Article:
The Real Deal New York

Bridgewater says it got ghosted: Firm claims Quadrum cut it out of BK project

The two companies allegedly agreed to form a joint venture in Greenpoint

May 17, 2016 03:50PM
By Kathryn Brenzel

Rendering of 53 Huron Street in Brooklyn (inset: Oleg Pavlov and Stuart Lederer)

Rendering of 53 Huron Street in Brooklyn (inset: Oleg Pavlov and Stuart Lederer)

Bridgewater Capital Partners claims it was blindsided by its breakup with Quadrum Global. The relationship seemed to be going great until Quadrum asked for its stuff back — keys, bills and other items related to the mixed-use rental building they had planned to build together.

The Queens-based company is suing Quadrum for cutting it out of plans to develop 53 Huron Street in Brooklyn, according to a complaint filed in New York State Supreme Court on May 11.

Quadrum, a London-based private equity firm, bought the Greenpoint site for $45.5 million in 2014, with plans to build two residential towers with more than 500 apartments. But Bridgewater claims this wasn’t always the case, arguing in court papers that Quadrum unceremoniously scrapped a joint venture in what amounted to a real estate equivalent of ghosting.

Bridgewater alleges that the two companies planned to form a joint venture to develop the 179,000-square-foot waterfront site into mixed-use rental buildings. The pair discussed buying and co-developing the waterfront property, and at the end of June 2014, Quadrum sent a letter to Bridgewater laying out its intention to form a joint venture with the company, the lawsuit claims. When it came to buying the site, Bridgewater alleges that it was “integral in ensuring that the deal got done” by consulting with the previous property owner, and environmental engineer to make sure no significant problems existed on the site.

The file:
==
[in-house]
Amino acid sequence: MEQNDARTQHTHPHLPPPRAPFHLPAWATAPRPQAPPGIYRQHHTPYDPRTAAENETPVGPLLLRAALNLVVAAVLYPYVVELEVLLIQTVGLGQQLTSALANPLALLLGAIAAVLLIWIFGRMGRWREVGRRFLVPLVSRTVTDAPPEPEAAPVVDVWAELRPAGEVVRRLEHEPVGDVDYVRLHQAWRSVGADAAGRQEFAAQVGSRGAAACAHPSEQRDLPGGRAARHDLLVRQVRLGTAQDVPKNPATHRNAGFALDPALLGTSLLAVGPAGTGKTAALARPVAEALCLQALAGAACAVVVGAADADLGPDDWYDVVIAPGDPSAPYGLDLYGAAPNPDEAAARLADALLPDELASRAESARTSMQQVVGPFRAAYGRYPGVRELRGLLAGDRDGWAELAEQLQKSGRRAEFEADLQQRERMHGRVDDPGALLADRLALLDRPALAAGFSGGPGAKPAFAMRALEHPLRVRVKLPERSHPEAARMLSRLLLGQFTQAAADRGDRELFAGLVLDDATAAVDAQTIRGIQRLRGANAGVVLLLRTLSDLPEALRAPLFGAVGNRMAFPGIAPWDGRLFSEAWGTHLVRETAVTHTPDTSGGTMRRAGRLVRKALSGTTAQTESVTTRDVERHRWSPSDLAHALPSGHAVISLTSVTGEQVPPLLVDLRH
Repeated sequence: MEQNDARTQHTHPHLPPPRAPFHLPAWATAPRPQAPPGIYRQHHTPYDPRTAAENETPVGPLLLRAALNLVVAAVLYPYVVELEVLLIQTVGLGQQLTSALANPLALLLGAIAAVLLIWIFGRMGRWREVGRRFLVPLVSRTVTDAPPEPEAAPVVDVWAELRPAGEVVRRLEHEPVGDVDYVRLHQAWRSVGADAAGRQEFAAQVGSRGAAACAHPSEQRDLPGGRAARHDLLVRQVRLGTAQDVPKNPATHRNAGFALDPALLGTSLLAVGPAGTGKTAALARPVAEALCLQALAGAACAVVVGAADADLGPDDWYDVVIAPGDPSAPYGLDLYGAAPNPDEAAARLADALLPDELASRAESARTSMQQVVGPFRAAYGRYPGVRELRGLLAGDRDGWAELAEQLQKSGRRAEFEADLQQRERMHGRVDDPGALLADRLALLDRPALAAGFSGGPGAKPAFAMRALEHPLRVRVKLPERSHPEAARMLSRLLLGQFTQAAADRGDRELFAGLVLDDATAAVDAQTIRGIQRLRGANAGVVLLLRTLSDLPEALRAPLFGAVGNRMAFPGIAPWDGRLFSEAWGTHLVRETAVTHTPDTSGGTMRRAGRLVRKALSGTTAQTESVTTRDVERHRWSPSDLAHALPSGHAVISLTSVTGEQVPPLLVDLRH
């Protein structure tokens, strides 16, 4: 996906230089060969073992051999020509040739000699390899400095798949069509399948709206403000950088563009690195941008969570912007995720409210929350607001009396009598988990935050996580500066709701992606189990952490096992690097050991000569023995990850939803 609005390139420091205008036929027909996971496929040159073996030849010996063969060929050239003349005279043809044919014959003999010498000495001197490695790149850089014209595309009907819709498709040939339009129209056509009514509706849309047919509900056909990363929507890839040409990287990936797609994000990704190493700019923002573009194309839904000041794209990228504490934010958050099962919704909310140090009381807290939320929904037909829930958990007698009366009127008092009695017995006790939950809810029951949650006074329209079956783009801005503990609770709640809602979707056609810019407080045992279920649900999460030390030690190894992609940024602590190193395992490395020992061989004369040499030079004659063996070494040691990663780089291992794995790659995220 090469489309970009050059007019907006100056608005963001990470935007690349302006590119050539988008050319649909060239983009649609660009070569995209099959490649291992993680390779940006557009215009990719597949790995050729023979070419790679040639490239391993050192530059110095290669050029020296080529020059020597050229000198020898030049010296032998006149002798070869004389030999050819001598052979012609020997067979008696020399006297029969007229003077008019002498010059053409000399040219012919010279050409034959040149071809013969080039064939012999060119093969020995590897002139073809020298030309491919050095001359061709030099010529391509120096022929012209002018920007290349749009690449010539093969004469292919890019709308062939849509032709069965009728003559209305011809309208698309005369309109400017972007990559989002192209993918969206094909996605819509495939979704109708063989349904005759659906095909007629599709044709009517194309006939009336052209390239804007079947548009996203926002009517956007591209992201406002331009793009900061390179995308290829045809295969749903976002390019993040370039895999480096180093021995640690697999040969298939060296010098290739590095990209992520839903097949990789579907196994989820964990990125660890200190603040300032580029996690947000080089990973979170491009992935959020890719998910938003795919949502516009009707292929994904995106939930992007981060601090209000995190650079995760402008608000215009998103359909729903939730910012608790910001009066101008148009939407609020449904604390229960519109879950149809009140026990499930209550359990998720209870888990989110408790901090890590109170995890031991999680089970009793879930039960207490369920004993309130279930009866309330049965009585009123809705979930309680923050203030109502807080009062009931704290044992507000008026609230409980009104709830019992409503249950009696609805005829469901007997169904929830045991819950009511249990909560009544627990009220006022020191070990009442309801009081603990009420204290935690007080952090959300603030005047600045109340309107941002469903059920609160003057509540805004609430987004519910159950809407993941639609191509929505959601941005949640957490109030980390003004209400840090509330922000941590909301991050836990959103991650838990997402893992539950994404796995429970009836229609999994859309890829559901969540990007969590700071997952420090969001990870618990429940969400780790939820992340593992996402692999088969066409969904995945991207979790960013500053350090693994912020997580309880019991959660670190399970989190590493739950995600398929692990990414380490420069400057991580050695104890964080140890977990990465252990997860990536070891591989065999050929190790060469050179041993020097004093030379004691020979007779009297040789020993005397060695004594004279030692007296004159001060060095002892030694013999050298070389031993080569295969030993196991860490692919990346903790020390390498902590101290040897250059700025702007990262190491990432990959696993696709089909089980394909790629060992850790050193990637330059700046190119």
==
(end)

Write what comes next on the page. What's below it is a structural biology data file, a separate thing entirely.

A representative for Quadrum could not immediately be reached for comment.

After the deal closed, Bridgewater began overseeing the “day-to-day activities” on the site, a role allegedly spelled out in its agreement with Quadrum. Then, Quadrum began “dragging its heels on completing the joint venture agreement,” the lawsuit claims. Still, “there was never any indication in the written communications between the parties that the venture, itself, was in any danger of ending,” Bridgewater claims.

But by February 2015, it became clear that the “relationship had gone sour,” when an employee at Quardum emailed Bridgewater asking for “some stuff related” to the site, including receipts, the keys and any leasing documents, the lawsuit claims. Quadrum then quietly changed the locks on the property, Bridgewater alleges.

No officials plans for the site have yet been filed. The project’s architect, Young Kim of Tan Architect, told Brownstoner in January that the plans are currently on hold.

Correction: An earlier version of this story misstated the location of Bridgewater’s office. It’s in Long Island City. An incorrect photo also accompanied the story.

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